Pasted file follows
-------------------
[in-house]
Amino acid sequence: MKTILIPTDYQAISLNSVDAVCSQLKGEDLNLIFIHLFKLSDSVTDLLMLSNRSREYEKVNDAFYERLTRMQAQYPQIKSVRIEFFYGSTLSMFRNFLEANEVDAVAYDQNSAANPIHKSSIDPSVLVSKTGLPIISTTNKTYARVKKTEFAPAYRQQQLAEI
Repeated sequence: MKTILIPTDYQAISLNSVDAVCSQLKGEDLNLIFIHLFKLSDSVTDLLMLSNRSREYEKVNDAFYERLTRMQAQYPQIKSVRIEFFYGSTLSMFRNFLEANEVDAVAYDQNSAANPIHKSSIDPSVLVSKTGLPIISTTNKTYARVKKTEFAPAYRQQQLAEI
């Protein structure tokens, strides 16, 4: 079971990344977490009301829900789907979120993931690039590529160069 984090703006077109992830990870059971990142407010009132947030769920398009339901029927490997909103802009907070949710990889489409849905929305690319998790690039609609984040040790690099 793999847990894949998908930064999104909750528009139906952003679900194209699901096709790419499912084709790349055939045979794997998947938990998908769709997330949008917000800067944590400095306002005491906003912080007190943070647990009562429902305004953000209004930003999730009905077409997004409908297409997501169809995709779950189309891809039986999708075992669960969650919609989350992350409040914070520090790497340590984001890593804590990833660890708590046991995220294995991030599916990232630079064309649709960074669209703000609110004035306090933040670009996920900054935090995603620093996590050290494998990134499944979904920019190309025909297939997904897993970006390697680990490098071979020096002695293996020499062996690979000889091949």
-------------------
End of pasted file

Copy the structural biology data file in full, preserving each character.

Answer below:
[in-house]
Amino acid sequence: MKTILIPTDYQAISLNSVDAVCSQLKGEDLNLIFIHLFKLSDSVTDLLMLSNRSREYEKVNDAFYERLTRMQAQYPQIKSVRIEFFYGSTLSMFRNFLEANEVDAVAYDQNSAANPIHKSSIDPSVLVSKTGLPIISTTNKTYARVKKTEFAPAYRQQQLAEI
Repeated sequence: MKTILIPTDYQAISLNSVDAVCSQLKGEDLNLIFIHLFKLSDSVTDLLMLSNRSREYEKVNDAFYERLTRMQAQYPQIKSVRIEFFYGSTLSMFRNFLEANEVDAVAYDQNSAANPIHKSSIDPSVLVSKTGLPIISTTNKTYARVKKTEFAPAYRQQQLAEI
């Protein structure tokens, strides 16, 4: 079971990344977490009301829900789907979120993931690039590529160069 984090703006077109992830990870059971990142407010009132947030769920398009339901029927490997909103802009907070949710990889489409849905929305690319998790690039609609984040040790690099 793999847990894949998908930064999104909750528009139906952003679900194209699901096709790419499912084709790349055939045979794997998947938990998908769709997330949008917000800067944590400095306002005491906003912080007190943070647990009562429902305004953000209004930003999730009905077409997004409908297409997501169809995709779950189309891809039986999708075992669960969650919609989350992350409040914070520090790497340590984001890593804590990833660890708590046991995220294995991030599916990232630079064309649709960074669209703000609110004035306090933040670009996920900054935090995603620093996590050290494998990134499944979904920019190309025909297939997904897993970006390697680990490098071979020096002695293996020499062996690979000889091949």